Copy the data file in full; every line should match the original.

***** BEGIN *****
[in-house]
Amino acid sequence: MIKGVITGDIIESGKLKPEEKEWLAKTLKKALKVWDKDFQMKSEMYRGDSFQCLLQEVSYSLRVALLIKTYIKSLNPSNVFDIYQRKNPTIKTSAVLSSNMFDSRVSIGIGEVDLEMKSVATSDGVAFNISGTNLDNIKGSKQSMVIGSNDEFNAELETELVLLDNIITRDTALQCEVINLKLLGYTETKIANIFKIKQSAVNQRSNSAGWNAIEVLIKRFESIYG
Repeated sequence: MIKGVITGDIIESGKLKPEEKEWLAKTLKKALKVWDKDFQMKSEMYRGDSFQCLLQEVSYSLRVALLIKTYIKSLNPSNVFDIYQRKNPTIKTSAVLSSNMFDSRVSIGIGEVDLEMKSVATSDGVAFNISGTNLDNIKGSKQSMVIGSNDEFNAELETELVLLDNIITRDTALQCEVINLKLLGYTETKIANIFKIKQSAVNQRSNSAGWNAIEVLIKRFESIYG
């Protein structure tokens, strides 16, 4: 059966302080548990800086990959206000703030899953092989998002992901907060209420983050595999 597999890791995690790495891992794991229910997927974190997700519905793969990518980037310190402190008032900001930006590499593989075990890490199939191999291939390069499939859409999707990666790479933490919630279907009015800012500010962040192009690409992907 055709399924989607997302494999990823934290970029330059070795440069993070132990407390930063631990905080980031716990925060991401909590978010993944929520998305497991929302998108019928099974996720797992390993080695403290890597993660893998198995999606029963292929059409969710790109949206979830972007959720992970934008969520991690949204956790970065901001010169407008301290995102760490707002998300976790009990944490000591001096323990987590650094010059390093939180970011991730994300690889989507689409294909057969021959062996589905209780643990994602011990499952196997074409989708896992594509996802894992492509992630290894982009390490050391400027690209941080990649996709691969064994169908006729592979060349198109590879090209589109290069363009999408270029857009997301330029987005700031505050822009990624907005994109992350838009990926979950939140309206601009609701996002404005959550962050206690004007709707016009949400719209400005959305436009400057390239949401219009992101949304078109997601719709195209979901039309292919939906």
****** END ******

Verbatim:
[in-house]
Amino acid sequence: MIKGVITGDIIESGKLKPEEKEWLAKTLKKALKVWDKDFQMKSEMYRGDSFQCLLQEVSYSLRVALLIKTYIKSLNPSNVFDIYQRKNPTIKTSAVLSSNMFDSRVSIGIGEVDLEMKSVATSDGVAFNISGTNLDNIKGSKQSMVIGSNDEFNAELETELVLLDNIITRDTALQCEVINLKLLGYTETKIANIFKIKQSAVNQRSNSAGWNAIEVLIKRFESIYG
Repeated sequence: MIKGVITGDIIESGKLKPEEKEWLAKTLKKALKVWDKDFQMKSEMYRGDSFQCLLQEVSYSLRVALLIKTYIKSLNPSNVFDIYQRKNPTIKTSAVLSSNMFDSRVSIGIGEVDLEMKSVATSDGVAFNISGTNLDNIKGSKQSMVIGSNDEFNAELETELVLLDNIITRDTALQCEVINLKLLGYTETKIANIFKIKQSAVNQRSNSAGWNAIEVLIKRFESIYG
């Protein structure tokens, strides 16, 4: 059966302080548990800086990959206000703030899953092989998002992901907060209420983050595999 597999890791995690790495891992794991229910997927974190997700519905793969990518980037310190402190008032900001930006590499593989075990890490199939191999291939390069499939859409999707990666790479933490919630279907009015800012500010962040192009690409992907 055709399924989607997302494999990823934290970029330059070795440069993070132990407390930063631990905080980031716990925060991401909590978010993944929520998305497991929302998108019928099974996720797992390993080695403290890597993660893998198995999606029963292929059409969710790109949206979830972007959720992970934008969520991690949204956790970065901001010169407008301290995102760490707002998300976790009990944490000591001096323990987590650094010059390093939180970011991730994300690889989507689409294909057969021959062996589905209780643990994602011990499952196997074409989708896992594509996802894992492509992630290894982009390490050391400027690209941080990649996709691969064994169908006729592979060349198109590879090209589109290069363009999408270029857009997301330029987005700031505050822009990624907005994109992350838009990926979950939140309206601009609701996002404005959550962050206690004007709707016009949400719209400005959305436009400057390239949401219009992101949304078109997601719709195209979901039309292919939906």